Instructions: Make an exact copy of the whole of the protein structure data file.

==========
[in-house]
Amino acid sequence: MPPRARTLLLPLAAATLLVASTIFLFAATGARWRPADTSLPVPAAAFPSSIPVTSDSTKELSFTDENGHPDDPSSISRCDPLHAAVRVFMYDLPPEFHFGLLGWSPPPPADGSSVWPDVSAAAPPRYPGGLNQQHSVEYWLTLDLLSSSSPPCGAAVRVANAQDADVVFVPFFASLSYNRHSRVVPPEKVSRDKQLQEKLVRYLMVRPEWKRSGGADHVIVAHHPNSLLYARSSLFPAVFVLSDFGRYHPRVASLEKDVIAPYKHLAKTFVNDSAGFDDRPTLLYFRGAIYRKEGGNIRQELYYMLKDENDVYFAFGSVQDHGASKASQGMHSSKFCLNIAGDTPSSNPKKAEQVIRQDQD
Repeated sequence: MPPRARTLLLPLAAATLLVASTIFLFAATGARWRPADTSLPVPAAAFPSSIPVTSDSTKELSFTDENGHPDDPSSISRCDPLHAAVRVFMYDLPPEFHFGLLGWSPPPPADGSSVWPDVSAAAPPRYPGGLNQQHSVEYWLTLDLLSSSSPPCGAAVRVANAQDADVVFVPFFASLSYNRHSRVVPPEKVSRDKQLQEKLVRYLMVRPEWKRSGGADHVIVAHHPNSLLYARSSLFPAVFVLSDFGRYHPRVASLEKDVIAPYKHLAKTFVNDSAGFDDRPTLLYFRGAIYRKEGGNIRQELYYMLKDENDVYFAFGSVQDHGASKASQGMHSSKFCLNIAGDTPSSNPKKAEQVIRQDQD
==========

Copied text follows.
[in-house]
Amino acid sequence: MPPRARTLLLPLAAATLLVASTIFLFAATGARWRPADTSLPVPAAAFPSSIPVTSDSTKELSFTDENGHPDDPSSISRCDPLHAAVRVFMYDLPPEFHFGLLGWSPPPPADGSSVWPDVSAAAPPRYPGGLNQQHSVEYWLTLDLLSSSSPPCGAAVRVANAQDADVVFVPFFASLSYNRHSRVVPPEKVSRDKQLQEKLVRYLMVRPEWKRSGGADHVIVAHHPNSLLYARSSLFPAVFVLSDFGRYHPRVASLEKDVIAPYKHLAKTFVNDSAGFDDRPTLLYFRGAIYRKEGGNIRQELYYMLKDENDVYFAFGSVQDHGASKASQGMHSSKFCLNIAGDTPSSNPKKAEQVIRQDQD
Repeated sequence: MPPRARTLLLPLAAATLLVASTIFLFAATGARWRPADTSLPVPAAAFPSSIPVTSDSTKELSFTDENGHPDDPSSISRCDPLHAAVRVFMYDLPPEFHFGLLGWSPPPPADGSSVWPDVSAAAPPRYPGGLNQQHSVEYWLTLDLLSSSSPPCGAAVRVANAQDADVVFVPFFASLSYNRHSRVVPPEKVSRDKQLQEKLVRYLMVRPEWKRSGGADHVIVAHHPNSLLYARSSLFPAVFVLSDFGRYHPRVASLEKDVIAPYKHLAKTFVNDSAGFDDRPTLLYFRGAIYRKEGGNIRQELYYMLKDENDVYFAFGSVQDHGASKASQGMHSSKFCLNIAGDTPSSNPKKAEQVIRQDQD